of the Khmer royal family to live in Java.
In the late 8th century, Khmer princes returned from Java to
establish a new kingdom in Cambodia. This new state dominated
Indochina for many centuries. It was called Kambuja (from which
the name “Cambodia” is taken), and one of its first great rulers
was Jayavarman II, who gained the throne about 802. Jayavarman’s
actions set the patterns for Kambujan society for years to come.
He united the country and was worshiped as a god-king. The people
living during that period devoted much of their time to building
magnificent temples and court buildings for the glory of their
god-king. Jayavarman declared Kambuja free of all control by
Java or any other state, and he moved the capital from the banks
of the Mekong River to a site called Mahendraparvata, northeast
of the Tonle Sap. At Mahendraparvata, Jayavarman started a tradition
of royal temple building that reached its peak several centuries
later in nearby Angkor.
King Yasovarman I moved the capital a few miles from Mahendraparvata
to Angkor in the late 9th century. The new capital was a center
of scholarship, government and worship. All of these aspects
of Khmer culture continued to be influenced by India. parts
of Champa, Under Yasovarman’s successors, Kambuja expanded by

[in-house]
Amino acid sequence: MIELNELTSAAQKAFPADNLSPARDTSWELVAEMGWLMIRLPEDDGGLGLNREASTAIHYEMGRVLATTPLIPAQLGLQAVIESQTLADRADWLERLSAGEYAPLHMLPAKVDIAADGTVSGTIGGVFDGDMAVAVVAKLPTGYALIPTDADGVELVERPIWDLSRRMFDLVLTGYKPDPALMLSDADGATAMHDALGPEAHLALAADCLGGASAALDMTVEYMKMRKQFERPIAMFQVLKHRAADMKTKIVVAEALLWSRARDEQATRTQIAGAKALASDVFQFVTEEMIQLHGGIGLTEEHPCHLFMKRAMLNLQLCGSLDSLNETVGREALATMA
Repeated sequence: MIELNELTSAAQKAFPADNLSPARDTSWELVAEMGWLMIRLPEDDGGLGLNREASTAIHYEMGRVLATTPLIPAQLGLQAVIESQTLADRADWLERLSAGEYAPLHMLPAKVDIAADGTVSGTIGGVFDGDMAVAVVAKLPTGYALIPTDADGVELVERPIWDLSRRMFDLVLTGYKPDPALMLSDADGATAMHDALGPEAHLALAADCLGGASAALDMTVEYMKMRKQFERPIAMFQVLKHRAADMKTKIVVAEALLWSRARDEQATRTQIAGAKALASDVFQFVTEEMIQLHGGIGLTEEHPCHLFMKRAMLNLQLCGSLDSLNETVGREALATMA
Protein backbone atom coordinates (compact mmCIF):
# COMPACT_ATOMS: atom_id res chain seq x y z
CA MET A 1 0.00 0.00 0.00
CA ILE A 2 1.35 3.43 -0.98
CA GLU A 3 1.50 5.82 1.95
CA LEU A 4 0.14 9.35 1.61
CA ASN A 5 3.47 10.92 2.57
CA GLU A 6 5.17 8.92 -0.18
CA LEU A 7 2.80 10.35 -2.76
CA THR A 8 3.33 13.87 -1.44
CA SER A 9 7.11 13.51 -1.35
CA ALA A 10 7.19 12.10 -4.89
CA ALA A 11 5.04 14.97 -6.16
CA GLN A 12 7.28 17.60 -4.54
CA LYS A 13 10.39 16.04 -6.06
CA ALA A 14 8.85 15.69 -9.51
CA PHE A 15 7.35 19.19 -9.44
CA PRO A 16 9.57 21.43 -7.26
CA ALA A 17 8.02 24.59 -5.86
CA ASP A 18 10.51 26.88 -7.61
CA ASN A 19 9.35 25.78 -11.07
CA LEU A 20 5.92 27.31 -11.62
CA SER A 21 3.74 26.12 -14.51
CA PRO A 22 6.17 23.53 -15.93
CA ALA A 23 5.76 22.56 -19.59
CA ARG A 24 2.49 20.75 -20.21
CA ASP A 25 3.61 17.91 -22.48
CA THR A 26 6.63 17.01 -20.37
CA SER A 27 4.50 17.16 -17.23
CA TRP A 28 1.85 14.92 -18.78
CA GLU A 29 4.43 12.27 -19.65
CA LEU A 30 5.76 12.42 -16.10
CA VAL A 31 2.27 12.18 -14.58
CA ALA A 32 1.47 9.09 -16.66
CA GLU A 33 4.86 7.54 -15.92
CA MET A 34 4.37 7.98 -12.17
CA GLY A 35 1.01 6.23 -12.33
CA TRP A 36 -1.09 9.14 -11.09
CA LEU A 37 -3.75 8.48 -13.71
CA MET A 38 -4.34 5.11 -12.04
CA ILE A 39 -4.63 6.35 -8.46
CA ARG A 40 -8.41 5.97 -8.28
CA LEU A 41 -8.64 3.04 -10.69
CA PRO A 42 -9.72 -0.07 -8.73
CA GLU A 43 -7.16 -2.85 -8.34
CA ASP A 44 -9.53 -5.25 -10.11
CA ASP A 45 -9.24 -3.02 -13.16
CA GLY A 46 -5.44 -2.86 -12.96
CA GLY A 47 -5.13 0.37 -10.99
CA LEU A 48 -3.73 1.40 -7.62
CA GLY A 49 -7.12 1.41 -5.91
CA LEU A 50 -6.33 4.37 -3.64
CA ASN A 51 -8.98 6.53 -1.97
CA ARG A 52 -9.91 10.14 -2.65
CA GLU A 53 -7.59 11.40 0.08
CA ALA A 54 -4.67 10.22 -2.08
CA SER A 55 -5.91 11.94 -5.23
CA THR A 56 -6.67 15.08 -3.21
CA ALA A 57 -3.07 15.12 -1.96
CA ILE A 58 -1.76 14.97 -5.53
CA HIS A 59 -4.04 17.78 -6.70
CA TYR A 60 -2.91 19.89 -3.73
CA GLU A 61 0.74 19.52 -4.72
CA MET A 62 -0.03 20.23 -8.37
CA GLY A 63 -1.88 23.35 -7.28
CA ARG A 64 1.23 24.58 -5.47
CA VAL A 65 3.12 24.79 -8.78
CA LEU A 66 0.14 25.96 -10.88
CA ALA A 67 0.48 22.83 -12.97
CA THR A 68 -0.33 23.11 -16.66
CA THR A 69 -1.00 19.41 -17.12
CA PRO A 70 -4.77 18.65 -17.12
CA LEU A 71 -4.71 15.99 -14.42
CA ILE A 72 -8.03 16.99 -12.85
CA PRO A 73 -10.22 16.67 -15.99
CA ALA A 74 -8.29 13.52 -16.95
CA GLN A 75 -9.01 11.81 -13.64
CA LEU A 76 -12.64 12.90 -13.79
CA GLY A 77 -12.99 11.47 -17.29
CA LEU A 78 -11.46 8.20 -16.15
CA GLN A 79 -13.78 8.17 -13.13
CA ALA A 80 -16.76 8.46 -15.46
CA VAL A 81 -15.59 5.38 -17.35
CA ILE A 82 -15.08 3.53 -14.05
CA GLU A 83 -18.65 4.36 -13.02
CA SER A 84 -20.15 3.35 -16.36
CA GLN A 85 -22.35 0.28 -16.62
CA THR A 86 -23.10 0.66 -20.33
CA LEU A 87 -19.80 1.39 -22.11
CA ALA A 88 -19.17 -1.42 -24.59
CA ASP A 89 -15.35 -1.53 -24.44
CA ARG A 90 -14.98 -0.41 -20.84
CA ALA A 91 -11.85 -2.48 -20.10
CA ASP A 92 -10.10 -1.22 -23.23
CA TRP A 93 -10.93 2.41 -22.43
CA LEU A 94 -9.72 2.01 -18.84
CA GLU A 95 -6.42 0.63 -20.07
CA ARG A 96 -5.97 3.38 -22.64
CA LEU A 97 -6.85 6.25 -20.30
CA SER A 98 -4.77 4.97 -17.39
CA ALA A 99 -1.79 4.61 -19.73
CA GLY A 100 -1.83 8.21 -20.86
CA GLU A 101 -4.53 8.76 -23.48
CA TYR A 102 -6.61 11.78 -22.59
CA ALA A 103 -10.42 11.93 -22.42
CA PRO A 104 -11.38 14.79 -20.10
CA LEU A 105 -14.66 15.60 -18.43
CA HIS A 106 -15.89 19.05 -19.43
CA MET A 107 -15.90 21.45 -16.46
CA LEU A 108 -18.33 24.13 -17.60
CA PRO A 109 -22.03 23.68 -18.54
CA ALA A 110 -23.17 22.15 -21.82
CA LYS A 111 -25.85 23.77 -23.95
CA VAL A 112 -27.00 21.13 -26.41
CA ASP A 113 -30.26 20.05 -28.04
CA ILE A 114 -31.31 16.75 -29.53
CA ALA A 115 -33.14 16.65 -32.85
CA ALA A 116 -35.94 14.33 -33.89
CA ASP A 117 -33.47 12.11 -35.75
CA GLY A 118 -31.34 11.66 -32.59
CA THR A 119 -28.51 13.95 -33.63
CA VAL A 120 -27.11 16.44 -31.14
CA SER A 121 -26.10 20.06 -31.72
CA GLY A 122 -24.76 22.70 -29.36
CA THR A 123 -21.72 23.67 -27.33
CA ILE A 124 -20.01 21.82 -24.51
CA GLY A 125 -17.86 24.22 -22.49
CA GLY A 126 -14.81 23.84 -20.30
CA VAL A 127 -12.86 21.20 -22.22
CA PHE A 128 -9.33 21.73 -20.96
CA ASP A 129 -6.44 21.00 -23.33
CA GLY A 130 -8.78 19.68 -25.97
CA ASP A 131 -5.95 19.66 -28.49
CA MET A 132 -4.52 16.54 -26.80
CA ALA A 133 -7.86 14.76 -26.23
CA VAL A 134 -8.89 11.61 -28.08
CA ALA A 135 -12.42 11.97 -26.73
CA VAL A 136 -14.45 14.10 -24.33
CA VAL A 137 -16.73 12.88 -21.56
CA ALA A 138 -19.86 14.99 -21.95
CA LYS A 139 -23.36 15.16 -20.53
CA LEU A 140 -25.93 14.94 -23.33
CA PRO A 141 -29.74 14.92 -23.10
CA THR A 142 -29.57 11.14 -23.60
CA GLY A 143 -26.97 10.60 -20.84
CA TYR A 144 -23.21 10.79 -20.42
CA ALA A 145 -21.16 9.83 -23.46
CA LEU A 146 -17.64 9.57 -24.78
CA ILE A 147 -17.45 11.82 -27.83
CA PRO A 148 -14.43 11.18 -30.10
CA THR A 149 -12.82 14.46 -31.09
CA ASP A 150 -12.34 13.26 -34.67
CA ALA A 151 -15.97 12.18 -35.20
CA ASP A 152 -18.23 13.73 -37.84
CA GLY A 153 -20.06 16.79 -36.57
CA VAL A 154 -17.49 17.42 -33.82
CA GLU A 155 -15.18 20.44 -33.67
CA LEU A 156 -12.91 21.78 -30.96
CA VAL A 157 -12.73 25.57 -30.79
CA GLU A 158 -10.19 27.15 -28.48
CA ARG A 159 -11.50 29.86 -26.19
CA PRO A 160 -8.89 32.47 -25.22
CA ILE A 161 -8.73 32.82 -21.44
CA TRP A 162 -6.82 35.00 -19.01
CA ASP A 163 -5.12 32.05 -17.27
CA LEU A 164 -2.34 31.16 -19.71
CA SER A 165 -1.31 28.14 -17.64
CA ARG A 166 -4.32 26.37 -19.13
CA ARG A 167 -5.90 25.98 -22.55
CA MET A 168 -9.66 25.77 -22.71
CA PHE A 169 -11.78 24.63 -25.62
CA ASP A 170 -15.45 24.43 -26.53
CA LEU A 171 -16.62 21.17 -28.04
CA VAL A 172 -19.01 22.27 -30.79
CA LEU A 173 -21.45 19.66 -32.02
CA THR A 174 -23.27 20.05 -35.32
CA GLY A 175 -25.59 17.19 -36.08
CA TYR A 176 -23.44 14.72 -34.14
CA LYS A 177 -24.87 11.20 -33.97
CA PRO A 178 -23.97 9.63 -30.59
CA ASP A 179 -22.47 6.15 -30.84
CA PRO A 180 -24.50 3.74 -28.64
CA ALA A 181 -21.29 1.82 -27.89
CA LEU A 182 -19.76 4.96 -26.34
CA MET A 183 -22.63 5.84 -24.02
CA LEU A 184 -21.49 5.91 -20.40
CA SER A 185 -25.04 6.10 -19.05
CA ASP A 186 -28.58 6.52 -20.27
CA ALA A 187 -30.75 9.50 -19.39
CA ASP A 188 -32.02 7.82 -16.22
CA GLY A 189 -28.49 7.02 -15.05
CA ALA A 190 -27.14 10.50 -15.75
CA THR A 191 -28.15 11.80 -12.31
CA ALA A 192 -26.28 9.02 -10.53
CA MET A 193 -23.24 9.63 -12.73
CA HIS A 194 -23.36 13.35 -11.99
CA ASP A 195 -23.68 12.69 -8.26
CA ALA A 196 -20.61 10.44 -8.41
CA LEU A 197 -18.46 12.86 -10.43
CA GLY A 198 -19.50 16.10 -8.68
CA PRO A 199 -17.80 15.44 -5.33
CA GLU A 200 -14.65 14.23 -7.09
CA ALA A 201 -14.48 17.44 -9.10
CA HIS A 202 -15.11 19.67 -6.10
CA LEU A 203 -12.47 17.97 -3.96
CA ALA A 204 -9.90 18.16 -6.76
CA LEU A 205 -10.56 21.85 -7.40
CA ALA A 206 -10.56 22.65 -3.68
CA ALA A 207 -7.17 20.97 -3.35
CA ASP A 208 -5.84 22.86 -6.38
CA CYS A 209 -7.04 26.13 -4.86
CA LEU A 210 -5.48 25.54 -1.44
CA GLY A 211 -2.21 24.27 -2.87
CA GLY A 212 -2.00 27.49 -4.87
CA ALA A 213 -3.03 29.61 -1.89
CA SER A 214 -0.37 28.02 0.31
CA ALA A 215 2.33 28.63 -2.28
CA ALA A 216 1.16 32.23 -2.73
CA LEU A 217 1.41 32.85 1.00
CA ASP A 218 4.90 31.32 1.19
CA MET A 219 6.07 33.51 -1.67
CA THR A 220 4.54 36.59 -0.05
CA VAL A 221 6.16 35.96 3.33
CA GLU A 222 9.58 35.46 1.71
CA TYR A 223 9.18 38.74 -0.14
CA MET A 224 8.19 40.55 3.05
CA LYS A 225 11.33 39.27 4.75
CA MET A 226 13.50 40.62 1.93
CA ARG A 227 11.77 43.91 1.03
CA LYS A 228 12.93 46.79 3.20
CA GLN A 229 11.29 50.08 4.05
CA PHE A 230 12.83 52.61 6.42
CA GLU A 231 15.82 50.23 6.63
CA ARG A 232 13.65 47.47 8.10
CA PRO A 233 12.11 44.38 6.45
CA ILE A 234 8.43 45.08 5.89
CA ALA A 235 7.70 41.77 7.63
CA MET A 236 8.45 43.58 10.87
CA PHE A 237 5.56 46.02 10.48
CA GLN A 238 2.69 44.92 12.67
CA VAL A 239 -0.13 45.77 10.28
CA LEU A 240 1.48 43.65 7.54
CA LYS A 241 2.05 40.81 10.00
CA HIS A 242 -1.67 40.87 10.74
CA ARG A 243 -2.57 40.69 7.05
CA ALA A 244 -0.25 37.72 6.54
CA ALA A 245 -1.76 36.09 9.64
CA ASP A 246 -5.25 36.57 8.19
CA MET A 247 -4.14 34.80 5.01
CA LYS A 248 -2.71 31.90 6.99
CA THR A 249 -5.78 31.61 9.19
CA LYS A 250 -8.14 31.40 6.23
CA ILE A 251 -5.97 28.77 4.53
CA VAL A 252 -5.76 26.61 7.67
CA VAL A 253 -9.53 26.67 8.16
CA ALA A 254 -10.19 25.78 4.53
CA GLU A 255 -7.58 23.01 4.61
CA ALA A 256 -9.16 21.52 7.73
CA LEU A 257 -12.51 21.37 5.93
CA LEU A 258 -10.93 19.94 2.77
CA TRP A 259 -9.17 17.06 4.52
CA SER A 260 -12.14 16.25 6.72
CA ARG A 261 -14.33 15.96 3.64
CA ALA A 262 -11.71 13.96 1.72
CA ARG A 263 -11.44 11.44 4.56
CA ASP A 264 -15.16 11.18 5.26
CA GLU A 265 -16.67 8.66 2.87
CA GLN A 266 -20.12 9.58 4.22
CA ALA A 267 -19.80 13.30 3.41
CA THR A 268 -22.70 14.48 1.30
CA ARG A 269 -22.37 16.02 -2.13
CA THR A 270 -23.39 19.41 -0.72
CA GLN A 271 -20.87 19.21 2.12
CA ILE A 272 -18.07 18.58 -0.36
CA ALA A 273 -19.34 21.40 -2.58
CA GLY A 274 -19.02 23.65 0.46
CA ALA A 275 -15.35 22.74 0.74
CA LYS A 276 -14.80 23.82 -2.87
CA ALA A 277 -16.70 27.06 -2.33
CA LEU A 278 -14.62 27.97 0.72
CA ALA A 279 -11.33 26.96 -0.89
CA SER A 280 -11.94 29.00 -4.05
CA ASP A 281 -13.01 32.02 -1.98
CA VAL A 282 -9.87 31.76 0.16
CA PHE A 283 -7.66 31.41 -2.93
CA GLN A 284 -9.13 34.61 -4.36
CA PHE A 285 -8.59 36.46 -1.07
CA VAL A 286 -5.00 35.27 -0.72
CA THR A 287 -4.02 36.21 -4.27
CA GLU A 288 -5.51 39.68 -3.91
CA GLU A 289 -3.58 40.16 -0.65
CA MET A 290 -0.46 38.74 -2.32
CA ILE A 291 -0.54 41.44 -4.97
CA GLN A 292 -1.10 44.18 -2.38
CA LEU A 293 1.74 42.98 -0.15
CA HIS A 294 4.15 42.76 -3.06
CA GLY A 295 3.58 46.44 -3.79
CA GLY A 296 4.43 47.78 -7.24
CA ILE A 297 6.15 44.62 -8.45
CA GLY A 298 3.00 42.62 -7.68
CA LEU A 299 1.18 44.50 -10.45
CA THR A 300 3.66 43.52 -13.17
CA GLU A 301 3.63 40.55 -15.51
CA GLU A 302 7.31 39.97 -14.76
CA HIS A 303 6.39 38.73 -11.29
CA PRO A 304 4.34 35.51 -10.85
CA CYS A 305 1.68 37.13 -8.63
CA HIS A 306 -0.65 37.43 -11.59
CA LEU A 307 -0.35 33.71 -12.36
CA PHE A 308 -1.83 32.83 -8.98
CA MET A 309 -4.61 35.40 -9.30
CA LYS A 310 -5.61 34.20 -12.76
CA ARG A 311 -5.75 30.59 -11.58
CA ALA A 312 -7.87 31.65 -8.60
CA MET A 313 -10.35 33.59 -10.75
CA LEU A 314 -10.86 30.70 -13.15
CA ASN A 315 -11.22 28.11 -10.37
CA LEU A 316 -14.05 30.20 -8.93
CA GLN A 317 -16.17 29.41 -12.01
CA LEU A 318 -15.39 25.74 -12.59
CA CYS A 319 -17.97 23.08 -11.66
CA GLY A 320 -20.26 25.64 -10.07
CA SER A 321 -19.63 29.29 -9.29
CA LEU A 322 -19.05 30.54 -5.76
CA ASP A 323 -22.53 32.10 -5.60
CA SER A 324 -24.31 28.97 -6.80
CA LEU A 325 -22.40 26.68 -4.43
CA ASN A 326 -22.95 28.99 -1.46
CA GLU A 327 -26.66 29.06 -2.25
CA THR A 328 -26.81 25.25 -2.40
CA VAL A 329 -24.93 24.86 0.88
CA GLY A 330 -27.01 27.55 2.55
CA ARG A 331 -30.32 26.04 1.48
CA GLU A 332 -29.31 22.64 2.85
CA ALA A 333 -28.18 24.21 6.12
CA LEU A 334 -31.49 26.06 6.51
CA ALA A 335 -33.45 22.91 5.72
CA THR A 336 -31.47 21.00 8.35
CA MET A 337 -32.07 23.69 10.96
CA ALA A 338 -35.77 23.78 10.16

conquering Annam (northern Vietnam), and Siam (Thailand). It
became a powerful state called the Khmer Empire. About 1130,
King Suryavarman II honored the Hindu god Vishnu with a huge
new temple at Angkor.
It was the beginning of a great cluster of temples that came
to be called Angkor Wat.
Between 1603 and 1848, Cambodia had at least 22 kings. Some
of them held the throne more than once. By the late 18th century,
Siam dominated Cambodia and controlled Battambang and Siem
Reap. The French arrived in 1864 and signed a treaty of protectorate
with King Norodom as the start of their bid to take control
of the country. In 1884 King Norodom was forced by the French
to sign another treaty, and Cambodia became a French colony.
In 1941 France installed Prince Norodom Sihanouk on the throne.
When the Japanese occupied the country during World War II,
the French left, only to return after the war to declare the
country an autonomous state under French rule. In 1953 King
Norodom Sihanouk declared martial law and asked for international
recognition as an independent country. Independence was granted
in the same year and recognized by the Geneva Conference in
the following year. King Sihanouk dominated politics for the
next seventeen years. King Sihanouk was deposed in March 1970
by General Lon Nol and subsequently fled to Beijing, China,
to set up a government in exile. In April of 1970, the United
States and South Vietnam invaded Cambodia and drove the communist